The lawsuit that Puma filed against Forever 21 for copying a number of Fenty footwear designs is heating up. After the fast fashion giant argued early this year that “Puma misrepresented material facts to the U.S. Patent and Trademark Office (“USPTO”) and the Copyright Office” in connection with its filings for some of the footwear, “thereby committing fraud,” Forever 21 is seeking to have Puma’s design patent claim dismissed, alleging that the design – which covers the Fenty Puma Creeper sneaker – is not new to Puma, and in fact, dates “back decades to the mid-twentieth century.”
According to Forever 21’s 96-page motion to dismiss, Puma’s Creeper design patent is “the narrowest of its kind,” given the “crowded field” of prior art at issue; the limitation of protection exclusively to “the very specific ornamental choices that [Puma] made” and the construed in the patent drawing submitted to the USPTO; and patent law’s general unwillingness to protect “the functional aspects of the object in which the design is embodied.”
Speaking to the prior art (i.e., any evidence that an invention was already known prior to the filing of a patent application, including, but not limited to, existing products), Forever 21 asserts that there is a long history of Creeper-like shoes – some that date back to at least the 1940’s, and ones that have been sold, more recently, by the likes Nike and adidas.
Forever 21 states, “Puma’s decision to call this [sneaker] design the ‘Creeper’ is not an accident, and does not show any spark of originality because the name was chosen by Puma to reference a well-known shoe style dating back decades to the mid-twentieth century.”Some of the Creeper prior art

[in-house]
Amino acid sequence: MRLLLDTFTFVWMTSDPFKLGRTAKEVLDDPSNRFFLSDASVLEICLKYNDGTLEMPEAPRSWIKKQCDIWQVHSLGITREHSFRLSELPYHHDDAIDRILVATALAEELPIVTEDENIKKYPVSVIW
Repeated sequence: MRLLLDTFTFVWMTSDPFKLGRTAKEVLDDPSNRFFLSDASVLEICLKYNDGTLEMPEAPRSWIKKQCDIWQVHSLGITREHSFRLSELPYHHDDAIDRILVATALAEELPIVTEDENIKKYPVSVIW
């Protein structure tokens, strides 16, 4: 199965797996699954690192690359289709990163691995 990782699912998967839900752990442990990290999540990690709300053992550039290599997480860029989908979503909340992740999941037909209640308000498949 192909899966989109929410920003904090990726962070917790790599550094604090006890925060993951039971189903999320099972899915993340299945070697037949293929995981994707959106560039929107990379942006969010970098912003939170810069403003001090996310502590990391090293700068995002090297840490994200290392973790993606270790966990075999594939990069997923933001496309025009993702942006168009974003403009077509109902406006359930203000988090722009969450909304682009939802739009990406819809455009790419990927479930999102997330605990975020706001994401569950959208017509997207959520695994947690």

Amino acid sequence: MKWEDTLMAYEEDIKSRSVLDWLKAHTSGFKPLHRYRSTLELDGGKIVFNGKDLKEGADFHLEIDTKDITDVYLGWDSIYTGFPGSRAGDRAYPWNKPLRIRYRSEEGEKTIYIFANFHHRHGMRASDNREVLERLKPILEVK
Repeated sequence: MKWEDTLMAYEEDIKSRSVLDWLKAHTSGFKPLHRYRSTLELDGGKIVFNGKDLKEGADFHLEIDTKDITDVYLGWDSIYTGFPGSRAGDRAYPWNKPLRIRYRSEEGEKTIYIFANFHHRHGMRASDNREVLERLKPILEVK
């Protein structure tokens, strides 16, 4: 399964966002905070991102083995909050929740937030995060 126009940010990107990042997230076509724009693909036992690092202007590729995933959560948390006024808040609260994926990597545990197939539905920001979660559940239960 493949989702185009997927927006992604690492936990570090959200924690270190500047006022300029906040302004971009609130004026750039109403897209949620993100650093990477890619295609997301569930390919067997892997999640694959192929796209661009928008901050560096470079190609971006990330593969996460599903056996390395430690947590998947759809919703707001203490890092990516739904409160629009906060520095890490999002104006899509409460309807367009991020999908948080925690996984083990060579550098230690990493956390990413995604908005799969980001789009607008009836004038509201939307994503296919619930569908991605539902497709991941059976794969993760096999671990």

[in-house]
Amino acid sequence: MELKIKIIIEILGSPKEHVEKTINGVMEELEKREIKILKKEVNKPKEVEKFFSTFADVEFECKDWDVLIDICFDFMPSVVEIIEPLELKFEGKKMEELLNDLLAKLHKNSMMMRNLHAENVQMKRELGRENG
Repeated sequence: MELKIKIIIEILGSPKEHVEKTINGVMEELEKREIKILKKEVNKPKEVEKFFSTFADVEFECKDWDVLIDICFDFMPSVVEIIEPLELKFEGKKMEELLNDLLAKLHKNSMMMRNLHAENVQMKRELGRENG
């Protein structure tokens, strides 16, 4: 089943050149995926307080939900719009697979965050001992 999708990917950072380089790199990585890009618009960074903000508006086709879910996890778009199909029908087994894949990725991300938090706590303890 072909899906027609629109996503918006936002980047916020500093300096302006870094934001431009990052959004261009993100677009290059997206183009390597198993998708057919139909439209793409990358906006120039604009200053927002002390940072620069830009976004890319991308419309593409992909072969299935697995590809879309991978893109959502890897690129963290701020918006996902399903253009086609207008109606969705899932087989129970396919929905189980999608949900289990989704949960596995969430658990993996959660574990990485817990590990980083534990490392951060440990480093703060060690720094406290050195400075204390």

It continues, “The prior art submitted by Puma to the USPTO during prosecution reveals that so-called ‘Brothel Creeper’ shoes were a well-known shoe type originating after World War II and being popular from time to time thereafter. Prior art submitted by Puma to the USPTO [includes’ one shoe that appears to be a Puma shoe and is strikingly similar to the shoe depicted in [Puma’s Creeper patent].”
Moreover, Forever 21 claims that Puma’s sneaker maintains “many functional elements,” such as “having a sole, an upper, an opening near the rear portion, and a closure mechanism (in this case, laces),” all of which enable the shoe to operate as a shoe and “do not constitute ornamental design choices that are protectable by design patent.”
The only protectable elements are explicitly creative ones that are unnecessary to the function of the shoe. This means that the “number, shape, size, and [specific] placement of [the ventilation] holes” that appear on Puma’s Creeper may be protected, along with the “chosen thickness and specific contours of the vertical ridging.”
The fast fashion giant claims that even if the rights offered by way of Puma’s design patent were broad, there are “readily apparent” differences between the “aesthetic choices” of the two companies shoe designs. According to Forever 21, these include differences in “the stitching around the entire foot opening of the shoe [or the lack thereof on the Puma shoe], the number and placement of the ventilation holes, and the relative height of the shoes’ uppers.” Because the ornamental aspects of these two designs are “’plainly dissimilar,’ Puma’s design patent claim fails as a matter of law.”
* The case is Puma SE v. Forever 21, Inc., 2:17-cv-02523 (C.D. Cal).